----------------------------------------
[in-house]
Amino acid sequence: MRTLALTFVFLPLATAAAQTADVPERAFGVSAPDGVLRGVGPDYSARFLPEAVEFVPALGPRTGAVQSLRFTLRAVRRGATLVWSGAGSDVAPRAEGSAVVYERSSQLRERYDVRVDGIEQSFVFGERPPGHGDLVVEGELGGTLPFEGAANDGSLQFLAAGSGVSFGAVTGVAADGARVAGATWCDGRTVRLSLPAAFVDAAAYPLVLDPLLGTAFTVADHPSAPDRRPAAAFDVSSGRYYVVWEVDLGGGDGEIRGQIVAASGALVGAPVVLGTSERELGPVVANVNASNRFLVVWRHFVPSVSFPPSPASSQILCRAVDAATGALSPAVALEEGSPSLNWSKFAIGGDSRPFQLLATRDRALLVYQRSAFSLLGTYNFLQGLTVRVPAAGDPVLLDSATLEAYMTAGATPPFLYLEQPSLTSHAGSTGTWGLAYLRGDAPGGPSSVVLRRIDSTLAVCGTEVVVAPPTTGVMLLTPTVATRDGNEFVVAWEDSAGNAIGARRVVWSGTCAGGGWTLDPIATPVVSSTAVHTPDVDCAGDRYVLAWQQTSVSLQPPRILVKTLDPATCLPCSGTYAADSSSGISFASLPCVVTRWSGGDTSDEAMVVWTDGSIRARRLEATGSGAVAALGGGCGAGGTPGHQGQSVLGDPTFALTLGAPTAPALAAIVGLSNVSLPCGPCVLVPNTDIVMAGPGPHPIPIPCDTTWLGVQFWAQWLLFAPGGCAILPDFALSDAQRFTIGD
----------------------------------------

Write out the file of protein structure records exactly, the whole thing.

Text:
[in-house]
Amino acid sequence: MRTLALTFVFLPLATAAAQTADVPERAFGVSAPDGVLRGVGPDYSARFLPEAVEFVPALGPRTGAVQSLRFTLRAVRRGATLVWSGAGSDVAPRAEGSAVVYERSSQLRERYDVRVDGIEQSFVFGERPPGHGDLVVEGELGGTLPFEGAANDGSLQFLAAGSGVSFGAVTGVAADGARVAGATWCDGRTVRLSLPAAFVDAAAYPLVLDPLLGTAFTVADHPSAPDRRPAAAFDVSSGRYYVVWEVDLGGGDGEIRGQIVAASGALVGAPVVLGTSERELGPVVANVNASNRFLVVWRHFVPSVSFPPSPASSQILCRAVDAATGALSPAVALEEGSPSLNWSKFAIGGDSRPFQLLATRDRALLVYQRSAFSLLGTYNFLQGLTVRVPAAGDPVLLDSATLEAYMTAGATPPFLYLEQPSLTSHAGSTGTWGLAYLRGDAPGGPSSVVLRRIDSTLAVCGTEVVVAPPTTGVMLLTPTVATRDGNEFVVAWEDSAGNAIGARRVVWSGTCAGGGWTLDPIATPVVSSTAVHTPDVDCAGDRYVLAWQQTSVSLQPPRILVKTLDPATCLPCSGTYAADSSSGISFASLPCVVTRWSGGDTSDEAMVVWTDGSIRARRLEATGSGAVAALGGGCGAGGTPGHQGQSVLGDPTFALTLGAPTAPALAAIVGLSNVSLPCGPCVLVPNTDIVMAGPGPHPIPIPCDTTWLGVQFWAQWLLFAPGGCAILPDFALSDAQRFTIGD